“The statements of claim, the document that details the alleged libel, describes a February, 1995, Frank story with the headline, ‘Mike Duffy: Fat-Faced Liar.’ The story says that Mr. Duffy was receiving treatment at a weight-reduction clinic at Duke University in Durham, North Carolina, but that he said on a talk show that he was at Duke University discussing politics.
“As a consequence of the publication of the article, the plaintiff has been greatly injured in his character, reputation and vocation. In addition, the plaintiff has been exposed to public scandal, odium and contempt where the article has been published,” says the statement of claim.
Frank has mocked Mr. Duffy’s weight (in the transcript he says he weighed 270 pounds when he arrived at the Duke University Medical Center). It called him the Puffster and an “eyesore” and a “flatulent apologist.” The magazine has also questioned his abilities as a journalist and sneeringly suggested he is too close to some politicians.
“Frank, according to Mr. Duffy, made it acceptable for other media to mention or joke about his weight. For example, the Royal Canadian Air Farce depicts him as Tiny Mike. As well as costing him the Order of Canada, he said the attacks lowered his standing at CTV.”
“In the examination for discovery, Mr. Duffy makes a very convincing case for how much being ‘Franked” can hurt.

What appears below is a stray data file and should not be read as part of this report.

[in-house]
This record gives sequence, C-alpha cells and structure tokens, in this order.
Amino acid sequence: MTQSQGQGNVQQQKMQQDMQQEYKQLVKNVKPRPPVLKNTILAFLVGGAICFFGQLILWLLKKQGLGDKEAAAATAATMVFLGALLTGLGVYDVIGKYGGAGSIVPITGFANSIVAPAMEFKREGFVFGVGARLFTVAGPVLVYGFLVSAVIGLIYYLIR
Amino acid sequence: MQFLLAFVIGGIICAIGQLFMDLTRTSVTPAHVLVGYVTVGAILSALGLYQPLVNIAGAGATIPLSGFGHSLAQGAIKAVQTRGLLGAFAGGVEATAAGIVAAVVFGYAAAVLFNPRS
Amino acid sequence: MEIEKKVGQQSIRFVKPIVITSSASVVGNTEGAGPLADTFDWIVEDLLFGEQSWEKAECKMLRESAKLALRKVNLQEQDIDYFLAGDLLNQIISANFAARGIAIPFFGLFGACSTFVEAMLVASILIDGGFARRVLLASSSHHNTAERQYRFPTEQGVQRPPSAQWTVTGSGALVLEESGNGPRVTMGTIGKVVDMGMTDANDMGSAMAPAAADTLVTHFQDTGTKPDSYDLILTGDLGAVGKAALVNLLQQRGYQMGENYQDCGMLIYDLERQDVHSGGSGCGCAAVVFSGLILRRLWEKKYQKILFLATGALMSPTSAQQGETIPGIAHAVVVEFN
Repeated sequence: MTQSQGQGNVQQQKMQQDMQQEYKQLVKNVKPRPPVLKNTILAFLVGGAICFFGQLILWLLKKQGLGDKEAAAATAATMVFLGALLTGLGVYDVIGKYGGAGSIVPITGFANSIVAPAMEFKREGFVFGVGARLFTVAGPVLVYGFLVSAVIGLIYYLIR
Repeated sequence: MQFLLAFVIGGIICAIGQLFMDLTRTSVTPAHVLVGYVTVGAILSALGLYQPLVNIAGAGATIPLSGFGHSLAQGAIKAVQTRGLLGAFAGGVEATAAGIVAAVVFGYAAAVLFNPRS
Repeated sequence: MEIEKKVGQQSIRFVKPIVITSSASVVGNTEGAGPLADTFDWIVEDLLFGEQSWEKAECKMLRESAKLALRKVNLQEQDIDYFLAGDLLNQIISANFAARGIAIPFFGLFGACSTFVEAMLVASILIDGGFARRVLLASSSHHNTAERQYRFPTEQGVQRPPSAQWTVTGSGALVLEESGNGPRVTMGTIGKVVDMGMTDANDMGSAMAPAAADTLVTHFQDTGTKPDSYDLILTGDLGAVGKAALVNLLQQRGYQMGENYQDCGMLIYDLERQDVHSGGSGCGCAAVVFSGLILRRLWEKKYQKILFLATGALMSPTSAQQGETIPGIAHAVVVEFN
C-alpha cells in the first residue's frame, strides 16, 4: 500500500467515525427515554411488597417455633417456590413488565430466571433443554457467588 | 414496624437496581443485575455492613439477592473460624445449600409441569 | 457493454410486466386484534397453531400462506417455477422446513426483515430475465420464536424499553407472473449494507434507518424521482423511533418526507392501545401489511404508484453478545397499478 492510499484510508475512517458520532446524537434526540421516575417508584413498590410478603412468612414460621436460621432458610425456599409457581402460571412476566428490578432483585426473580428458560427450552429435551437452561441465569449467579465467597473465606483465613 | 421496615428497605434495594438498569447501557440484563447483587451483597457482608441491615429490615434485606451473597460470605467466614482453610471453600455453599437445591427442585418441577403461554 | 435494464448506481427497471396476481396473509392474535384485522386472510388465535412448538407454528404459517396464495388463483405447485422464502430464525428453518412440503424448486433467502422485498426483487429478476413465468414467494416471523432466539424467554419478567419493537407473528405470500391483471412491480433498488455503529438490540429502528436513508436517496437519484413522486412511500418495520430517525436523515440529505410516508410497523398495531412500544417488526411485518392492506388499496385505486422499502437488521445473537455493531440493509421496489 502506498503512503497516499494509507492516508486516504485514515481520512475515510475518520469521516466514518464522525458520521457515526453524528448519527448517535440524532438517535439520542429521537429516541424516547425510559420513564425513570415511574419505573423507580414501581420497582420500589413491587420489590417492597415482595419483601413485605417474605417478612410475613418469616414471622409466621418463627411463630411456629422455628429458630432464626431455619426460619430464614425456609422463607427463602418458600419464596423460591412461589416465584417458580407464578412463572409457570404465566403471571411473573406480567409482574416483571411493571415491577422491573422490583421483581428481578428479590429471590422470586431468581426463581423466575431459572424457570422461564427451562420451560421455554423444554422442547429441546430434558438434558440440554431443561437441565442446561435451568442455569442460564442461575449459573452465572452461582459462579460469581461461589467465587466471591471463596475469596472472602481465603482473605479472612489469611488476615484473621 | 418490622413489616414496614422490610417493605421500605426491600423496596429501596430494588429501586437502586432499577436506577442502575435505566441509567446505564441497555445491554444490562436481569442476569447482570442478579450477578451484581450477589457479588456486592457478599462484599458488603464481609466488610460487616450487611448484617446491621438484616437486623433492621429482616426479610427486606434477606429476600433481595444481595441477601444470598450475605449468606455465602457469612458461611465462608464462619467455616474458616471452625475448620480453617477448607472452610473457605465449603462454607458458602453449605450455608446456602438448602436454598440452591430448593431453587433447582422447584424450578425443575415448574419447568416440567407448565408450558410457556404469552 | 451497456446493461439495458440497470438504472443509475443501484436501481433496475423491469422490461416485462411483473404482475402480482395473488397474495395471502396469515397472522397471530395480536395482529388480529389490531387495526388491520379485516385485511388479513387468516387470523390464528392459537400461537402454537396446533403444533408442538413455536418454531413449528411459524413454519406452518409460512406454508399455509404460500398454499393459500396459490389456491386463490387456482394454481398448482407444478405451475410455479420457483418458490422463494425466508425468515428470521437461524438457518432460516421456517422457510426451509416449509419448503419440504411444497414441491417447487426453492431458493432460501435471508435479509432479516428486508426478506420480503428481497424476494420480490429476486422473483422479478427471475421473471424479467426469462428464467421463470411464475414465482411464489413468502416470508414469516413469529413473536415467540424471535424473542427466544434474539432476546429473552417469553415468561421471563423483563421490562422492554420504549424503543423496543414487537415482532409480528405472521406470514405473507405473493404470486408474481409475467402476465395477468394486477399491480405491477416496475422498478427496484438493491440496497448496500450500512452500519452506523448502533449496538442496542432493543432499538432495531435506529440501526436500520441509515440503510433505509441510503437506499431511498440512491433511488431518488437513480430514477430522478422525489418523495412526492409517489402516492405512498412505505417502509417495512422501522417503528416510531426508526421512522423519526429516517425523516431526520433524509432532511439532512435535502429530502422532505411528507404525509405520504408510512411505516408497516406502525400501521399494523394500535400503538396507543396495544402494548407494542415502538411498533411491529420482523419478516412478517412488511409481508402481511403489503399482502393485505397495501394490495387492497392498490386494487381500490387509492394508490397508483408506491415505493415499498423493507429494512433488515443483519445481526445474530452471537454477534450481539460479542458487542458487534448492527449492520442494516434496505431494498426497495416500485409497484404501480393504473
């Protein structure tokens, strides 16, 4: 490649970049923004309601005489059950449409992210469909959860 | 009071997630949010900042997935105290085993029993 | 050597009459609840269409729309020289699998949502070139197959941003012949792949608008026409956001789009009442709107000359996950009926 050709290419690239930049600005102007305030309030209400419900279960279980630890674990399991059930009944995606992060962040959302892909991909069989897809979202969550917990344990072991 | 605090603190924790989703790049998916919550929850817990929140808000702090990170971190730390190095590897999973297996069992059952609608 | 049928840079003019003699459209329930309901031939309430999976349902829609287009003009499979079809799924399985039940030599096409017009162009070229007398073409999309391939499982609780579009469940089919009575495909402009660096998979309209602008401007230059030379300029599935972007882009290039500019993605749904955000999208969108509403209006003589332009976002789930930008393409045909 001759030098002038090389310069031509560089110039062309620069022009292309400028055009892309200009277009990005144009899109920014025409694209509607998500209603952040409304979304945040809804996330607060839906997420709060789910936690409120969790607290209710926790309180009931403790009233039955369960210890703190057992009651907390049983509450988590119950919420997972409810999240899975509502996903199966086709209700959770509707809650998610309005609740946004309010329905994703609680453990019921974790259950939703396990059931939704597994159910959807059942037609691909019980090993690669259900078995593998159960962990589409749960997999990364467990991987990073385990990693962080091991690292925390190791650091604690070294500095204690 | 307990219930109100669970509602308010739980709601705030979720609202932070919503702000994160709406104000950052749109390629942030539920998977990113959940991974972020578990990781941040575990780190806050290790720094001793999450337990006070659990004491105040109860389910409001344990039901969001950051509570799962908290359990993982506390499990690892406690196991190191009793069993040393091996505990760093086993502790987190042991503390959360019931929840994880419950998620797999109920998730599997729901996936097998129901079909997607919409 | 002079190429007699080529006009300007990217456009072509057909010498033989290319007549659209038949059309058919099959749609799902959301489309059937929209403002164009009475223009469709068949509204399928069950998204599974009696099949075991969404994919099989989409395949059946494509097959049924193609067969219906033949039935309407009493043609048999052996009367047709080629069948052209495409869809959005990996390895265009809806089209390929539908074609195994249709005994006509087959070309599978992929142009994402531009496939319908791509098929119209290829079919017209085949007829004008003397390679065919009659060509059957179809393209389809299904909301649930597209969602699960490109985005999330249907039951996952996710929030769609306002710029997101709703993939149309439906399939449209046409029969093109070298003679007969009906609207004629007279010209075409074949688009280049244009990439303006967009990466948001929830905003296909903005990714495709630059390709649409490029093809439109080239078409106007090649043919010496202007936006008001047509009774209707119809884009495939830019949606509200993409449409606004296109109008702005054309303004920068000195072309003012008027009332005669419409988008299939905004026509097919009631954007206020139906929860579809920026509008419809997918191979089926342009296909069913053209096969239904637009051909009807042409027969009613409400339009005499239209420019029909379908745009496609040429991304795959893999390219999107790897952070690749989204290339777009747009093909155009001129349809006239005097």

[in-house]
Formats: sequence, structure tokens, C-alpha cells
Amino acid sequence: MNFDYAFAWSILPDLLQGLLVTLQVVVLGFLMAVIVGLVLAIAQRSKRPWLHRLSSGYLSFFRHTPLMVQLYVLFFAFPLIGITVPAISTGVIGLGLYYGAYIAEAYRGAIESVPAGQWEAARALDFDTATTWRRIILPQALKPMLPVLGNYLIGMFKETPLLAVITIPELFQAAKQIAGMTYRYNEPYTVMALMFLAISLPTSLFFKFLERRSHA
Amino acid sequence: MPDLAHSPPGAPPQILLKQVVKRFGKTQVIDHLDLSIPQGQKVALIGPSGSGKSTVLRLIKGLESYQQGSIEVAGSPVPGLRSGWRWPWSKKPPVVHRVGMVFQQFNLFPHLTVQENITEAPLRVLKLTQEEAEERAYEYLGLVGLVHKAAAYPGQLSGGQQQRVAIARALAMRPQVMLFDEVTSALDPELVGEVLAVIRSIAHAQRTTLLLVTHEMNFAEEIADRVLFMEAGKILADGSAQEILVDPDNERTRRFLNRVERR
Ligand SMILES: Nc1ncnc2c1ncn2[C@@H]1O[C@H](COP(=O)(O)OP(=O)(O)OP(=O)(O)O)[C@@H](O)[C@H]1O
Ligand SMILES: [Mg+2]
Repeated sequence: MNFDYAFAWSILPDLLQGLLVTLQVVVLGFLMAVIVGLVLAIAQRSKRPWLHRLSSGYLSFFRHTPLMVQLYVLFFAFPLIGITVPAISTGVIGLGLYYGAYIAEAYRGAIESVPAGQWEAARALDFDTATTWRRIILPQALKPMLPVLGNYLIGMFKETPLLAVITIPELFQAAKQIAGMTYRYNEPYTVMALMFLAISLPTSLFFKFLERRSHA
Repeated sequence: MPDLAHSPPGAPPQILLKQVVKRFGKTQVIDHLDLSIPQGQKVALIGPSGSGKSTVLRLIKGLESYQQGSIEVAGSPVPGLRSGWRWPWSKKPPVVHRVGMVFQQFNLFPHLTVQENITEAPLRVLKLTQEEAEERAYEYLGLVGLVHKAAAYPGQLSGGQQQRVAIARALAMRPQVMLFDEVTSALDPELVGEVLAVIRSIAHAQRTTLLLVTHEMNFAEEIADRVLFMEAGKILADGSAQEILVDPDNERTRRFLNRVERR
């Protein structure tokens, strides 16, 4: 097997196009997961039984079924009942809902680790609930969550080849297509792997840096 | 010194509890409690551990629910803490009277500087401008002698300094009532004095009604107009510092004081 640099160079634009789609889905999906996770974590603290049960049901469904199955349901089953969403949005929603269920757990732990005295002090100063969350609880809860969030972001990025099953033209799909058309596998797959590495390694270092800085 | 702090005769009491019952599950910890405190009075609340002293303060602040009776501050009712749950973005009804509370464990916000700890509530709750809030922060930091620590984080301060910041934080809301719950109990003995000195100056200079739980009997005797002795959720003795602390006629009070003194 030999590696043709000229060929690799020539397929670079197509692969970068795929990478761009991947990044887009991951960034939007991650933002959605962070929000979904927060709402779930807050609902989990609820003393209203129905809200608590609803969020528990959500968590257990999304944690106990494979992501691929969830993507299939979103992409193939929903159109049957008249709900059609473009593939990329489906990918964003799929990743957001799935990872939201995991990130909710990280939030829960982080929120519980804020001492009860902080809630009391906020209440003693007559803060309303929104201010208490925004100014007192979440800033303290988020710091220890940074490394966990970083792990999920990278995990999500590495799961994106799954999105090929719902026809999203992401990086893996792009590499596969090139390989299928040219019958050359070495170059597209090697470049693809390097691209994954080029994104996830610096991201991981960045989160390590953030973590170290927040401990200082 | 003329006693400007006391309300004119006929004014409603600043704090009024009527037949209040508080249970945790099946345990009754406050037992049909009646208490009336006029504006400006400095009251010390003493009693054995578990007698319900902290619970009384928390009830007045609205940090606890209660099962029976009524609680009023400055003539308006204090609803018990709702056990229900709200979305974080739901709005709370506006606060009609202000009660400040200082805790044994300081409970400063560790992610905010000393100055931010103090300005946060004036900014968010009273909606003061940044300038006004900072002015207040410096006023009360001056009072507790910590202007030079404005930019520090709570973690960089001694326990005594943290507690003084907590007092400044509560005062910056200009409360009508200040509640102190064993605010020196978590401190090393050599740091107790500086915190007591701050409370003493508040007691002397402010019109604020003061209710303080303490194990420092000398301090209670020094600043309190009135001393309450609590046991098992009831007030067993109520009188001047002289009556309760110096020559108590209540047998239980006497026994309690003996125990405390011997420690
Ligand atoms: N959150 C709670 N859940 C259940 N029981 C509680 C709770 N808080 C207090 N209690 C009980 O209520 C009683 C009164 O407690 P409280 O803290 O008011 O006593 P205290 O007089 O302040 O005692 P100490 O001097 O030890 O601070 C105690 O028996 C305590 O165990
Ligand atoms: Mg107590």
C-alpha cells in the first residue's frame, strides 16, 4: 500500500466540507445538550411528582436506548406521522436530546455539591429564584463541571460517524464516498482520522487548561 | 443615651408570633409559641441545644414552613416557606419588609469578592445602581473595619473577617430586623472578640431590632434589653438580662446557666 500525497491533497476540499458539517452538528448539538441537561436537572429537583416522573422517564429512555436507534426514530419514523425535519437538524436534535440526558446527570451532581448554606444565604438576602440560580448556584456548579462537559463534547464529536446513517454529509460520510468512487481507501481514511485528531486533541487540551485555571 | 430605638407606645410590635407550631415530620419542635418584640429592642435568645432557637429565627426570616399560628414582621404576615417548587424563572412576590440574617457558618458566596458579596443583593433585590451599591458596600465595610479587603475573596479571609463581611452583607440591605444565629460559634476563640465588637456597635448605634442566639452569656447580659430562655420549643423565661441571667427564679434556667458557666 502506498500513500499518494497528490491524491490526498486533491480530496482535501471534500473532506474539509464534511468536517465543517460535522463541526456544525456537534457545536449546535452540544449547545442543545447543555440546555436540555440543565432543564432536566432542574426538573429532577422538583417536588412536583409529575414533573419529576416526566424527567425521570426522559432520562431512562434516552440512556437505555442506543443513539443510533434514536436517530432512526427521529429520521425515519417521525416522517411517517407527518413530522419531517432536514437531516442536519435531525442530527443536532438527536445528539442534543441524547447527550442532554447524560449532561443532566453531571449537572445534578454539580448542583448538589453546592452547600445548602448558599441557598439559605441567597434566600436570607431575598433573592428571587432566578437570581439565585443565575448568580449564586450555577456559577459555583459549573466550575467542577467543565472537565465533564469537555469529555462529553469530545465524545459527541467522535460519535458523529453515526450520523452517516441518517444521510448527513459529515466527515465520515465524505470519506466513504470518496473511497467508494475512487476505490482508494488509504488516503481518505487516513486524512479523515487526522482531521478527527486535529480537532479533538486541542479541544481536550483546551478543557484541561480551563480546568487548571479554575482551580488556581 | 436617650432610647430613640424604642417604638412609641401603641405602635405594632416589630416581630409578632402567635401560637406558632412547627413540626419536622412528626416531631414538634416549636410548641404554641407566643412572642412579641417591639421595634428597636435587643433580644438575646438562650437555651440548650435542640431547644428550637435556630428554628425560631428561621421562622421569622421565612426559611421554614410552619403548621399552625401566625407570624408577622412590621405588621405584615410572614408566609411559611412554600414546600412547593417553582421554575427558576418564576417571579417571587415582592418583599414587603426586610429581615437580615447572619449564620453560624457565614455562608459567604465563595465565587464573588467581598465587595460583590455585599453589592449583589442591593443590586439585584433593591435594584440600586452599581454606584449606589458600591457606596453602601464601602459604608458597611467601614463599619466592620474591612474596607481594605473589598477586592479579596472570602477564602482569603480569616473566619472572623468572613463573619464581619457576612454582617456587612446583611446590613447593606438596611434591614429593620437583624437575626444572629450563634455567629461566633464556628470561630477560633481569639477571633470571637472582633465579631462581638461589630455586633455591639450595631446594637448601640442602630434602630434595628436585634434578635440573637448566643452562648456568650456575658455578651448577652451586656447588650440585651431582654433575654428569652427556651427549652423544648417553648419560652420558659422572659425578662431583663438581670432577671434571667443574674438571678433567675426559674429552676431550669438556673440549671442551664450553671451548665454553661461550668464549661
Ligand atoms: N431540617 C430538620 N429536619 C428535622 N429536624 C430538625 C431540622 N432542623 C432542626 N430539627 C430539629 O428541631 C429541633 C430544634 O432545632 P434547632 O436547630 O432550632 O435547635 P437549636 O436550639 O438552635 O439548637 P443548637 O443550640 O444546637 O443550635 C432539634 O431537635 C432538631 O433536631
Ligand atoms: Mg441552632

“’I don’t know anyone who wants to be held up to ridicule,’ Mr. Duffy says on the transcript. ‘I’ve never met a human being who wants people to make . . . personal comments about them. . . . I’m not sure if your clients appreciate when they put down the Prime Minister for his accent and so on that hurts him personally. Now, one could argue that he asked for that because he ran for office, but the fact is we’re all human beings, and what your magazine, or your client’s magazine, consistently demonstrates is a complete absence of any shred of humanity in relation to other human beings.
“’And there is no reason for you to think for one second that Mike Duffy doesn’t have a heart, that I can be hit and not be bruised and not feel it. Of course. And everybody else who is in there feels it too, when they’re attacked. So the idea that you can get some kind of free pass that Mike Duffy is the only human being on Earth who doesn’t feel pain when people make cracks about him, personal cracks, is totally wrong.’
“It makes for riveting, voyeuristic and at times sad reading, as insult-by-insult, Franks‘ lawyers question Mr. Duffy about his treatment at the hands of their client.
“Mr. McDowell: ‘They have published your high-school yearbook photo, as they have others, I take it. There is nothing demeaning or insulting about that, is there?’
“Mr. Duffy: ‘Except, ‘Eyesore of the Year.’ ‘
“Mr. McDowell: ‘I think this says ‘Eyesores of Yesteryear,’ actually.
“Mr. Duffy: ‘Well, whatever.’
Convinced that Frank had untold millions stashed offshore, Duffy spent nearly $50,000 in legal fees in his quest to “pierce the corporate veil.”
To no avail and eventually both sides agreed to an out-of-court settlement to the tune of $30,000.